7 Steps to Support Learning Recall by Marilee Sprenger

25 04 2018

Here’s an informative article. Thank you Marilee.

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Latest News From Jo Boaler and the Team

24 04 2018

Here’s the latest update with links to some exciting resources. Thank you Jo and team.





Scavenger Hunt for Mathematics and Grammar by Sarah Pavlik – Hernandez

16 04 2018

How about this as a way to engage students as they are assessed for their understanding.

As an alternative to prizes of sweets there could be coupons for free time during class or alternatives for home learning or even a night with reduced home learning etc.





Maths Inside: Clever Bees Networking Workshop

14 04 2018

Earlier this week I conducted a 1 hour workshop with senior students using the Maths Inside material in the Bees with backpacks Activity 4 Clever bees. These are found on the AAMT site at http://amspp.aamt.edu.au username: inside_trial password: @mspp16

I had a large model of the 4 flowers configuration and a box painted white as a beehive on the floor of the classroom. Students were in groups of 5. On the table were packets of 6 foam petals, a hive and a bee – 1 per student.

bees flowers

We started with the video https://vimeo.com/160169946

Students then discussed the number of routes a bee could follow when visiting 1 or 2 or 3 flowers etc. This was recorded on the Number of Ways handout.

numberofways

Students then used the sheet with 4 flowers and beehive (various distances included) to look for the shortest distance travelled for the bee to get pollen from all of the flowers before returning to the hive. They had decided that saving energy was important for such a small insect.

bees4flowers.jpg

They then saw Nearest Neighbour video and applied the method to the 4 flowers sheet. After comparing answers they saw the video for Kruscal’s Algorithm. This method was also applied to the 4 flowers sheet. Then they saw the video for Prim’s Algorithm and applied this method to the same handout.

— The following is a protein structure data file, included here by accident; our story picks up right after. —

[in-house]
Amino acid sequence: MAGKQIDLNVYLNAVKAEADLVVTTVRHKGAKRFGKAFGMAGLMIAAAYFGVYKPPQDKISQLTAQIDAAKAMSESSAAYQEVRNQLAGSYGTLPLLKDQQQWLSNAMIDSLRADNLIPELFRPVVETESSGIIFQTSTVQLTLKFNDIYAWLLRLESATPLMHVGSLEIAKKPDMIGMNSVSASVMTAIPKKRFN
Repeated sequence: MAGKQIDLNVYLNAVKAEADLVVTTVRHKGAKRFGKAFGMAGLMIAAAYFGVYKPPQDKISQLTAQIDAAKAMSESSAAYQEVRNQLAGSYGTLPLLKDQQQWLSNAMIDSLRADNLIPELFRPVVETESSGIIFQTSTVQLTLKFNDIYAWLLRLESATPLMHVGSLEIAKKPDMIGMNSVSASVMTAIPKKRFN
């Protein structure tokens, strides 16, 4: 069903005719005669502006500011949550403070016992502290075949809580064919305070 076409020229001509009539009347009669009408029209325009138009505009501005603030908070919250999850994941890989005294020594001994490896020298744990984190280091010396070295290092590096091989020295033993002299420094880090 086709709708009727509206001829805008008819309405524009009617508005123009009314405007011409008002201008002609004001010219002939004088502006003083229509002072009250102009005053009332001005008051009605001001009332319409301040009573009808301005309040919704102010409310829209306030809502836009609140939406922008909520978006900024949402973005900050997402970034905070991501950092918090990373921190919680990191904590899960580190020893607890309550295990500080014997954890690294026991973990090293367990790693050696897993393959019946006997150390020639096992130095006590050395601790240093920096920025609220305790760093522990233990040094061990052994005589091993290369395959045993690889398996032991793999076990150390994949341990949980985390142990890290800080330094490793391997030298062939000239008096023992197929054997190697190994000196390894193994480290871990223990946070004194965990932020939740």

The fact that there is a hive which must be started from and finished at, complicates the solution. I did not incorporate this factor into the solution, but left that aspect for the students to pursue at a later time. Students were sent home with a sheet containing details of the distances to 5 flowers.

bees-5-flowers.jpg

This workshop will appear in greater detail in Reflections later in the year.





The Plight of a Farmer

13 04 2018

The drought in the country is making it very hard for the farmers.

My brother has a Dorper stud. Dorpers often have multiple births. He scans for twins and separates those ewes into a different paddock before lambing. He currently needs to feed the stock every day. The ewes are lambing. When he feeds the ewes, the lambs get separated from their mother. This puts them in danger of being taken as an easy feed by one of the 11 hungry eagles waiting in the trees in the paddock. There are hungry foxes around too. 

In a better season the stock would be grazing and ewes with new lambs would keep apart more. The season is warmer than normal for this time of year. The ewes are coming into water every day and staying near the water during some of the day too. In a better year they would water every second day.